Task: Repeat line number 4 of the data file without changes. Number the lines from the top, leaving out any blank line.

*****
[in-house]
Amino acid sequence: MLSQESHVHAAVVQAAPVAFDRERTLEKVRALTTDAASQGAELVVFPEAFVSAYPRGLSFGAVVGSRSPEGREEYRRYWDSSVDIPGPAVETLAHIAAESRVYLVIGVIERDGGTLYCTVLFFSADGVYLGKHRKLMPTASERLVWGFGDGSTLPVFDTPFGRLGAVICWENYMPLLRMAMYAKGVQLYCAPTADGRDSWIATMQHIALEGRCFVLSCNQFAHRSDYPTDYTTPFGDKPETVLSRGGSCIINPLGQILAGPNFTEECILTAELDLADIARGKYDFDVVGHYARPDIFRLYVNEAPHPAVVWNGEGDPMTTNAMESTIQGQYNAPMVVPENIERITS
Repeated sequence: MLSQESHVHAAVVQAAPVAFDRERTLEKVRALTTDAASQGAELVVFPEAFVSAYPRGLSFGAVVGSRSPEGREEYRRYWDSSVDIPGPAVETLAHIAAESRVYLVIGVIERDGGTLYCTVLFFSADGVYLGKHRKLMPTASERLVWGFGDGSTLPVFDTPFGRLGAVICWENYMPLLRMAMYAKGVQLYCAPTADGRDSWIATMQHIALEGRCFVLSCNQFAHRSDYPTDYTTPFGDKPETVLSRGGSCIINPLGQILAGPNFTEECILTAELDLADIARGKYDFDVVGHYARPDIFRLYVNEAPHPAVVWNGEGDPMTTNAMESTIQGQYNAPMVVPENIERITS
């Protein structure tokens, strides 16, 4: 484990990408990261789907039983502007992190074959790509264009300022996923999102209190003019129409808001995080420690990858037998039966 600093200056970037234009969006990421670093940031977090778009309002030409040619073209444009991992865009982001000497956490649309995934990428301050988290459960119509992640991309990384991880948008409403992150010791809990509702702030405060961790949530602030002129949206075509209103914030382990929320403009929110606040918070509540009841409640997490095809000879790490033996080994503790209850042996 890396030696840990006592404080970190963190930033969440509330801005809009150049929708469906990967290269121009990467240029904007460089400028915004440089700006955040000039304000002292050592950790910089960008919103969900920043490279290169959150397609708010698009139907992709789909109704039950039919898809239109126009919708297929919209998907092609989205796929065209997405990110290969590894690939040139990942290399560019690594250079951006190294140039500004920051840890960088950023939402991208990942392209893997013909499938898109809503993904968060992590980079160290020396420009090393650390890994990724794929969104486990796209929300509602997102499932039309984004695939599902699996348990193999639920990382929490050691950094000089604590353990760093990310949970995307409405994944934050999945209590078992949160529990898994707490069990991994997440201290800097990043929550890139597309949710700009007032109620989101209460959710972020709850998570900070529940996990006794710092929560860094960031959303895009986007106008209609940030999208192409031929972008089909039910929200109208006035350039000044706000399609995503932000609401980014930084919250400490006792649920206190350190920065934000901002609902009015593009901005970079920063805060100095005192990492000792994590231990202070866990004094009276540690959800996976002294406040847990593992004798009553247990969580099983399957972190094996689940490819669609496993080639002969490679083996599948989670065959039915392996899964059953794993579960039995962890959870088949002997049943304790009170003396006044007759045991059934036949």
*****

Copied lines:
């Protein structure tokens, strides 16, 4: 484990990408990261789907039983502007992190074959790509264009300022996923999102209190003019129409808001995080420690990858037998039966 600093200056970037234009969006990421670093940031977090778009309002030409040619073209444009991992865009982001000497956490649309995934990428301050988290459960119509992640991309990384991880948008409403992150010791809990509702702030405060961790949530602030002129949206075509209103914030382990929320403009929110606040918070509540009841409640997490095809000879790490033996080994503790209850042996 890396030696840990006592404080970190963190930033969440509330801005809009150049929708469906990967290269121009990467240029904007460089400028915004440089700006955040000039304000002292050592950790910089960008919103969900920043490279290169959150397609708010698009139907992709789909109704039950039919898809239109126009919708297929919209998907092609989205796929065209997405990110290969590894690939040139990942290399560019690594250079951006190294140039500004920051840890960088950023939402991208990942392209893997013909499938898109809503993904968060992590980079160290020396420009090393650390890994990724794929969104486990796209929300509602997102499932039309984004695939599902699996348990193999639920990382929490050691950094000089604590353990760093990310949970995307409405994944934050999945209590078992949160529990898994707490069990991994997440201290800097990043929550890139597309949710700009007032109620989101209460959710972020709850998570900070529940996990006794710092929560860094960031959303895009986007106008209609940030999208192409031929972008089909039910929200109208006035350039000044706000399609995503932000609401980014930084919250400490006792649920206190350190920065934000901002609902009015593009901005970079920063805060100095005192990492000792994590231990202070866990004094009276540690959800996976002294406040847990593992004798009553247990969580099983399957972190094996689940490819669609496993080639002969490679083996599948989670065959039915392996899964059953794993579960039995962890959870088949002997049943304790009170003396006044007759045991059934036949």